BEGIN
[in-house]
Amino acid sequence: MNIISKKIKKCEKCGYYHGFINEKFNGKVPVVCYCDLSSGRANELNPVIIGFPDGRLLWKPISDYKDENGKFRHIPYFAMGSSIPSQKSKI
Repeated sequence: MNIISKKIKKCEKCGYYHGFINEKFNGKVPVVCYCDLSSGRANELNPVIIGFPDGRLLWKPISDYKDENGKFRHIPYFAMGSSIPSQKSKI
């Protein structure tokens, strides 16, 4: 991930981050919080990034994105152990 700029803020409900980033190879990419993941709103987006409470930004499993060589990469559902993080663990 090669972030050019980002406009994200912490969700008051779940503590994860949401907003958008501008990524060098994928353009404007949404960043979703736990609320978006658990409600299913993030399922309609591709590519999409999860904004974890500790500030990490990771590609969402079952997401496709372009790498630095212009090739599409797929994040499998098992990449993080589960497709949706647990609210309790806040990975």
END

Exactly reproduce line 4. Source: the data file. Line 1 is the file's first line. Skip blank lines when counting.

């Protein structure tokens, strides 16, 4: 991930981050919080990034994105152990 700029803020409900980033190879990419993941709103987006409470930004499993060589990469559902993080663990 090669972030050019980002406009994200912490969700008051779940503590994860949401907003958008501008990524060098994928353009404007949404960043979703736990609320978006658990409600299913993030399922309609591709590519999409999860904004974890500790500030990490990771590609969402079952997401496709372009790498630095212009090739599409797929994040499998098992990449993080589960497709949706647990609210309790806040990975």